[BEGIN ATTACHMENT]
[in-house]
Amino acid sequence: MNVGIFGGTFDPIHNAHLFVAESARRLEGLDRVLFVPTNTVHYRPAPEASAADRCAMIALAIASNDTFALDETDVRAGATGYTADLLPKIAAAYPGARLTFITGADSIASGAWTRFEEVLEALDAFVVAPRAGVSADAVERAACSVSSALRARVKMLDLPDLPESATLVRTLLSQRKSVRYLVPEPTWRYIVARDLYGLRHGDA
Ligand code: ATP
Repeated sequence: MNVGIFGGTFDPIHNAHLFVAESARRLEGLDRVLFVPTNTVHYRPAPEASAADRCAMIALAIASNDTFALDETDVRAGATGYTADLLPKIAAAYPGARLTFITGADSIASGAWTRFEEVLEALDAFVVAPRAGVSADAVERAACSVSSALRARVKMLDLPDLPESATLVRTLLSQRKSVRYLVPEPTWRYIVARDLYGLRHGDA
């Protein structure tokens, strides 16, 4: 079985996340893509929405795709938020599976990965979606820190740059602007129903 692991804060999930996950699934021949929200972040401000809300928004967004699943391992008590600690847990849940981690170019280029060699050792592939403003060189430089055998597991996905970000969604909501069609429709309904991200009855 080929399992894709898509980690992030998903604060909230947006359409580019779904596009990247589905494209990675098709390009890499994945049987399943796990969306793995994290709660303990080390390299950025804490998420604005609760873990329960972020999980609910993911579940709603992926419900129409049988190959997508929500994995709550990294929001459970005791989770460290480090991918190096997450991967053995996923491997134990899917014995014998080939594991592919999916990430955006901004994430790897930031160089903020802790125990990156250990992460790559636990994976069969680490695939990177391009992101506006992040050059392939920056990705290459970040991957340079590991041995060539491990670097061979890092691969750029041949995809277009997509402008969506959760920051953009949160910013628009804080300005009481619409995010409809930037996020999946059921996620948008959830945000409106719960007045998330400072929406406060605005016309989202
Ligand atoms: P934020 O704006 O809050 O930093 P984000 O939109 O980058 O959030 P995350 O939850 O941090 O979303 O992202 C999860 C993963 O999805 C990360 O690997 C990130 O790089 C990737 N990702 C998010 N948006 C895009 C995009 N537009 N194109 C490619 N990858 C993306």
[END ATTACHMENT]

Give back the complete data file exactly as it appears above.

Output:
[in-house]
Amino acid sequence: MNVGIFGGTFDPIHNAHLFVAESARRLEGLDRVLFVPTNTVHYRPAPEASAADRCAMIALAIASNDTFALDETDVRAGATGYTADLLPKIAAAYPGARLTFITGADSIASGAWTRFEEVLEALDAFVVAPRAGVSADAVERAACSVSSALRARVKMLDLPDLPESATLVRTLLSQRKSVRYLVPEPTWRYIVARDLYGLRHGDA
Ligand code: ATP
Repeated sequence: MNVGIFGGTFDPIHNAHLFVAESARRLEGLDRVLFVPTNTVHYRPAPEASAADRCAMIALAIASNDTFALDETDVRAGATGYTADLLPKIAAAYPGARLTFITGADSIASGAWTRFEEVLEALDAFVVAPRAGVSADAVERAACSVSSALRARVKMLDLPDLPESATLVRTLLSQRKSVRYLVPEPTWRYIVARDLYGLRHGDA
């Protein structure tokens, strides 16, 4: 079985996340893509929405795709938020599976990965979606820190740059602007129903 692991804060999930996950699934021949929200972040401000809300928004967004699943391992008590600690847990849940981690170019280029060699050792592939403003060189430089055998597991996905970000969604909501069609429709309904991200009855 080929399992894709898509980690992030998903604060909230947006359409580019779904596009990247589905494209990675098709390009890499994945049987399943796990969306793995994290709660303990080390390299950025804490998420604005609760873990329960972020999980609910993911579940709603992926419900129409049988190959997508929500994995709550990294929001459970005791989770460290480090991918190096997450991967053995996923491997134990899917014995014998080939594991592919999916990430955006901004994430790897930031160089903020802790125990990156250990992460790559636990994976069969680490695939990177391009992101506006992040050059392939920056990705290459970040991957340079590991041995060539491990670097061979890092691969750029041949995809277009997509402008969506959760920051953009949160910013628009804080300005009481619409995010409809930037996020999946059921996620948008959830945000409106719960007045998330400072929406406060605005016309989202
Ligand atoms: P934020 O704006 O809050 O930093 P984000 O939109 O980058 O959030 P995350 O939850 O941090 O979303 O992202 C999860 C993963 O999805 C990360 O690997 C990130 O790089 C990737 N990702 C998010 N948006 C895009 C995009 N537009 N194109 C490619 N990858 C993306």